Nine days to Christmas and more snow is on the way!
The forecast for Northern Ireland... cold and snow. Looks like the weekend will be good for mulled wine, hot chocolate and Christmas movies.

Blitzen Sr (pictured left) is looking a little stressed (this is his busy time of year!).

Hope your holiday shopping is stress free!
Aren't these Cyclamen gorgeous. They make nice house plants or many varieties are hardy. Photo taken at Donegore Garden Centre.
Woulsn't this make a great Christmas gift! The primrose, cyclamen and other plants look so healthy. Creative and lasting longer than a tin of chocolates!

Happy holidays - have a great week!

Tuesday, 14 December 2010

Leeks n Taters

During the 12 days of snow some of the plants around the garden looked like they weren't gonna make it, stalks drooping, exhausted. However the snow melted and the plants perked up - calling out to go into a warm casserole. Above: Melted snow on a leek.
I've been harvesting pot grown leeks throughout the summer as they grew exceptionally fast in pots. I sowed the seed back in April/May and planted them in various containers, and in the ground. The ones in the ground have grown much slower and most of them I expect to to harvest in Feb/March. A few baby leeks harvested along the way. (I have about 30+ leeks in the ground.)
Above, ground leeks. After the big snow, they're fine of course. Looking at the photo, I think I may eat these soon. Some of the leeks I doubled up i.e. two in the hole to make smaller leeks. Variety: Leek Musselburgh, Carters Tested Seeds, 350 seeds, 70 pence per pack.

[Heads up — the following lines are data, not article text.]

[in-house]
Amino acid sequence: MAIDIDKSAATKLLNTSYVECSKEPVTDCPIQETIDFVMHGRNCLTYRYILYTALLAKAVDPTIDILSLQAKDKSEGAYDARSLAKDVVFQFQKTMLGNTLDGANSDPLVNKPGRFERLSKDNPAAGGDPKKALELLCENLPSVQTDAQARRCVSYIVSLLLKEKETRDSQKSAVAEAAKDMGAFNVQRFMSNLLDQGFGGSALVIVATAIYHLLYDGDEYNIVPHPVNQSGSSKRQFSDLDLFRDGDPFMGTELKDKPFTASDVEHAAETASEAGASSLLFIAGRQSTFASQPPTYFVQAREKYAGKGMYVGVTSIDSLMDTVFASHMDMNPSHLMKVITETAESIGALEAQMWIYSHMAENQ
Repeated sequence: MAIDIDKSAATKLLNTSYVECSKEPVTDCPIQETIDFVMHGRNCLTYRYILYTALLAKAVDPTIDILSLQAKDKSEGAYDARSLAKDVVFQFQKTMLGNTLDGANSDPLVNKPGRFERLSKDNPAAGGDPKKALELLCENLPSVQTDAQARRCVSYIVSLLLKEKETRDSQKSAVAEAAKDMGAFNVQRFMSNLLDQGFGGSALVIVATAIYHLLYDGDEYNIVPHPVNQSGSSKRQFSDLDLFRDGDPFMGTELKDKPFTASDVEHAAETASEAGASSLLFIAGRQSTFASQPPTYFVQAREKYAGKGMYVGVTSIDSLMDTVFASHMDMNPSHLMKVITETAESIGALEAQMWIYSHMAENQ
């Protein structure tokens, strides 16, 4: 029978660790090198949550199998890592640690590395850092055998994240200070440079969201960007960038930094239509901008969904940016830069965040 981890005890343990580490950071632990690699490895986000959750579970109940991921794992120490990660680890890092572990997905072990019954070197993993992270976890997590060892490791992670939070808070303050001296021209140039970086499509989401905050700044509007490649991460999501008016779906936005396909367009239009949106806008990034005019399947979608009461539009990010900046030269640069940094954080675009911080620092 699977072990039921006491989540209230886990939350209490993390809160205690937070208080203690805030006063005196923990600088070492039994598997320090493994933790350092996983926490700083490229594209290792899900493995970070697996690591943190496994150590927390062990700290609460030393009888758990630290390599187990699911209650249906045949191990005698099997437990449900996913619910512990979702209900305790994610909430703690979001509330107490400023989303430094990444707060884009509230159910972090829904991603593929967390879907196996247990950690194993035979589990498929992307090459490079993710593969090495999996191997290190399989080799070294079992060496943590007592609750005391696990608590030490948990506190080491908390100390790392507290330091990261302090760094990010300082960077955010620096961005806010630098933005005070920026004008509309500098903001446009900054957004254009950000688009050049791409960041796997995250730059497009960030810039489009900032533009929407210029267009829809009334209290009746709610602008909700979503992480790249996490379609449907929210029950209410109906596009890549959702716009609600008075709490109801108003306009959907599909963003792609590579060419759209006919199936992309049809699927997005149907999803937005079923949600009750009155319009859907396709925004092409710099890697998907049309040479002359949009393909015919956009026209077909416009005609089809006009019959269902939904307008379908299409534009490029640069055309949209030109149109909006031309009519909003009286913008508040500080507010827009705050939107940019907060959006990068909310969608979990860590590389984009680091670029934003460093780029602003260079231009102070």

Here's some of my Maris Peer potatoes. I stored some in the garage wrapped in newspaper and I brought them out over the weekend to use. On the menu - chicken casserole with leeks and taters. Comfort food! I have about 4 lbs of potatoes still wrapped in the garage and will be using them to bring in the New Year.
 VarietyMaris Peer Potatoes, Homebase, 2 kg bag for £3.49

Gardening is so much fun!

Saturday, 11 December 2010

Crocus and Narcissi bulbs

Our snow is gone! The big melt down started Friday and by Saturday all the snow in Belfast and in County Antrim where I live had gone. The temperature today was in the high 30sF (4C). It felt quite warm compared to what we'd had lately so I headed out into the garden to plant my bargain-buy spring bulbs.

Earlier in the week I popped into B&M (pound/dollar store) and I found that all their spring bulbs were marked down to 25p per bag. I thought this was a good buy as the packs are normally £1.99 or higher. (I imagine the quality will be ok.)

I bought four different varieties; I'm not too sure what the difference is between a Specie crocus and a Botanical crocus & not bothered to google it. I was just thrilled I found some on sale! Varieties: Crocus Botanical Mixed (40 bulbs) which flower Feb-March; Crocus Large Flowering Purple (25 bulbs); Specie Crocus Mixed (75 bulbs) and Narcissi Minnow (30 bulbs). I'm a fan of the miniature daffodil/narcissi as they don't get damaged in the strong wind we get in early spring.
Working in the garden I spotted some crocus planted in previous years in one of my borders already coming through. Signs of Spring already!
The site supervisor, Jammie, oversees the bulb planting. She finds it hard to get her body and all her paws on the post.
Only a few days ago I was walking through snow - this is the view one morning as I was going to work.

Wednesday, 8 December 2010

Snow & Coldest Night in 10 Years